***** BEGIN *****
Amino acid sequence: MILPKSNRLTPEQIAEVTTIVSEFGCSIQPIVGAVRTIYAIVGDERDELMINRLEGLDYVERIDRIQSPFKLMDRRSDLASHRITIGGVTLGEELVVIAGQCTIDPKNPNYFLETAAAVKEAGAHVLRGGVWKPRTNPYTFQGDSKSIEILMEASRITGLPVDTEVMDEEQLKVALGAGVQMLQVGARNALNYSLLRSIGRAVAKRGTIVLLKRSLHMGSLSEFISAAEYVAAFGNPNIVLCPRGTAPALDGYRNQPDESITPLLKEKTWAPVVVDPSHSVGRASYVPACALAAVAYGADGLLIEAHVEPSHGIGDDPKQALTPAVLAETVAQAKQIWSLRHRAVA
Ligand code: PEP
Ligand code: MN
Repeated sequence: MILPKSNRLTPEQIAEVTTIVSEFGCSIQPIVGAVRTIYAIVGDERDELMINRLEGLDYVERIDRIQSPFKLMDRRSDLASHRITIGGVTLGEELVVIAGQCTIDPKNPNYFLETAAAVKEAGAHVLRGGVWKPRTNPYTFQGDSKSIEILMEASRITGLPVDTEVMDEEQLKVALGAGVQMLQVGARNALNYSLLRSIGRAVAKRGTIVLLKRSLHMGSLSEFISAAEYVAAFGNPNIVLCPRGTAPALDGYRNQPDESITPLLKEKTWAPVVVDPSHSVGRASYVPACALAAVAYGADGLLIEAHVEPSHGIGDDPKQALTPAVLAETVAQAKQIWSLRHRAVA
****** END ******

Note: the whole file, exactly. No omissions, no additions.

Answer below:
Amino acid sequence: MILPKSNRLTPEQIAEVTTIVSEFGCSIQPIVGAVRTIYAIVGDERDELMINRLEGLDYVERIDRIQSPFKLMDRRSDLASHRITIGGVTLGEELVVIAGQCTIDPKNPNYFLETAAAVKEAGAHVLRGGVWKPRTNPYTFQGDSKSIEILMEASRITGLPVDTEVMDEEQLKVALGAGVQMLQVGARNALNYSLLRSIGRAVAKRGTIVLLKRSLHMGSLSEFISAAEYVAAFGNPNIVLCPRGTAPALDGYRNQPDESITPLLKEKTWAPVVVDPSHSVGRASYVPACALAAVAYGADGLLIEAHVEPSHGIGDDPKQALTPAVLAETVAQAKQIWSLRHRAVA
Ligand code: PEP
Ligand code: MN
Repeated sequence: MILPKSNRLTPEQIAEVTTIVSEFGCSIQPIVGAVRTIYAIVGDERDELMINRLEGLDYVERIDRIQSPFKLMDRRSDLASHRITIGGVTLGEELVVIAGQCTIDPKNPNYFLETAAAVKEAGAHVLRGGVWKPRTNPYTFQGDSKSIEILMEASRITGLPVDTEVMDEEQLKVALGAGVQMLQVGARNALNYSLLRSIGRAVAKRGTIVLLKRSLHMGSLSEFISAAEYVAAFGNPNIVLCPRGTAPALDGYRNQPDESITPLLKEKTWAPVVVDPSHSVGRASYVPACALAAVAYGADGLLIEAHVEPSHGIGDDPKQALTPAVLAETVAQAKQIWSLRHRAVA